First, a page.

Observing Fibonacci Day

Observing Fibonacci Day

Humans look for ways to celebrate certain days. We laugh at Groundhog Day and use Valentine’s Day for special human relationships. Some days have extensive significance, such as Thanksgiving, Christmas, or Veteran’s Day. We are now observing Fibonacci Day on November 23. Fibonacci Day is an unusual celebration of a remarkable mathematical sequence.

Fibonacci was an Italian mathematician who noticed in the year 1202 some interesting oddities about a particular sequence of numbers: 1,2,3,5,8,13,21,34,55, 89,144, 233. Notice that when you add any two sequential numbers, you get the next number. For example 5 + 8 = 13; 8 + 13 = 21; etc. If you divide two sequential numbers, you get .618034, which some mathematicians have called the “golden mean.”

Applying this Fibonacci sequence to architecture, you get a practical application. A rectangle using any two sequential numbers is aesthetically pleasing to human eyes. If you cut a square off any of these rectangles, you get another rectangle with the Fibonacci sequence. If you connect the corners of the squares in a series of Fibonacci rectangles, you get a spiral (see sketch).

An amazing thing about this is that there are an unlimited number of examples of Fibonacci spirals in the natural world. A small sampling includes:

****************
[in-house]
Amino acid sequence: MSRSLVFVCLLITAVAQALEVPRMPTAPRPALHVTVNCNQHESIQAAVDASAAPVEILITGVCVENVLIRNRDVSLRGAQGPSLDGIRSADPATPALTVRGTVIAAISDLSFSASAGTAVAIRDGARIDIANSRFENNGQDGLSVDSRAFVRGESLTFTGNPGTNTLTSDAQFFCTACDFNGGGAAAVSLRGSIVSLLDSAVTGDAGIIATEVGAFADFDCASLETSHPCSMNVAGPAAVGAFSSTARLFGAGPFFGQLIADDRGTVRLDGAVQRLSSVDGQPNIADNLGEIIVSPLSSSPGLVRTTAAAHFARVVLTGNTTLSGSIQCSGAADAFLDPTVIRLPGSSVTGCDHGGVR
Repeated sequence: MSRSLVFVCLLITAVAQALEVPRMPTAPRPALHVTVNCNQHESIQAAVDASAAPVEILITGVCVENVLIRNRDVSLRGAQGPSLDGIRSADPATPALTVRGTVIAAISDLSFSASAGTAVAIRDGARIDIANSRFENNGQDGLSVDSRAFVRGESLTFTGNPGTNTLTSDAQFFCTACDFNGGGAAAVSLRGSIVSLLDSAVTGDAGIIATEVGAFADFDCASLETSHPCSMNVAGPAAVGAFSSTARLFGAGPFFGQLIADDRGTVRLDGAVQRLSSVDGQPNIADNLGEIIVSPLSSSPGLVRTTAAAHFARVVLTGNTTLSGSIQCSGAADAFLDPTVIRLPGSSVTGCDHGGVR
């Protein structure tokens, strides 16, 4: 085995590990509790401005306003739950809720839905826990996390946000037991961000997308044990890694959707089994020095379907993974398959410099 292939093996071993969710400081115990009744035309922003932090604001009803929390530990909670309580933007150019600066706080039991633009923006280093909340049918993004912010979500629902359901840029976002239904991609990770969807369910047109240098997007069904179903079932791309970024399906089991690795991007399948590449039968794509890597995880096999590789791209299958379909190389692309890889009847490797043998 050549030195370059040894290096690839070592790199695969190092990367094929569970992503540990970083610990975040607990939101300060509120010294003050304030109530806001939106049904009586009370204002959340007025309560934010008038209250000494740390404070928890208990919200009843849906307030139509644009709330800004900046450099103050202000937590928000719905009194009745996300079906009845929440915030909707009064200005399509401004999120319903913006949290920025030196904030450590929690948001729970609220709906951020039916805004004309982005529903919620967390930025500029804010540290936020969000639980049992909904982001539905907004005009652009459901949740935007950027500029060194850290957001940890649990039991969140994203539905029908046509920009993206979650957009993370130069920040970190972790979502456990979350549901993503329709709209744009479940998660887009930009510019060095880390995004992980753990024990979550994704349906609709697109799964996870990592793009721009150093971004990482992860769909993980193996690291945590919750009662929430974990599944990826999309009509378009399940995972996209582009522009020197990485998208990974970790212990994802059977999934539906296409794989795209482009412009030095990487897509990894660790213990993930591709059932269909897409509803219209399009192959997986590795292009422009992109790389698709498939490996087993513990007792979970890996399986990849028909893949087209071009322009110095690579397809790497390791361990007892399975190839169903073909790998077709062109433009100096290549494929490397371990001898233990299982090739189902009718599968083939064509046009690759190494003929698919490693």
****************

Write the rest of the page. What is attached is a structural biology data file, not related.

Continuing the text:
*The spiral arms of galaxies curl in a Fibonacci spiral.
*The curl of a wave in the ocean fits the Fibonacci spiral.
*The snail shells curl in a Fibonacci curve.
*Elephant tusks curve in a Fibonacci spiral.
*The roots of human teeth curve in a Fibonacci spiral.
*Spider webs fit the Fibonacci spiral
*Keys on the piano are 5 black and 8 white, 13 in all, fitting the ratio.

*Musical chords producing pleasing sounds have the Fibonacci ratio.
*Bacteria growth curves fit the Fibonacci ratio.

There is no natural or evolutionary reason for the Fibonacci sequence. Notice it isn’t just in one discipline but in widely separated areas of study.

The Fibonacci Association publishes a magazine called the Fibonacci Quarterly, and people have written several books about the Fibonacci ratio. If you are observing Fibonacci Day, realize that this demonstrates God’s design in the creation. Chance does not produce a pattern across multiple disciplines like this.

— John N. Clayton © 2022

For more on this, go to DoesGodExist.tv and watch program number 5.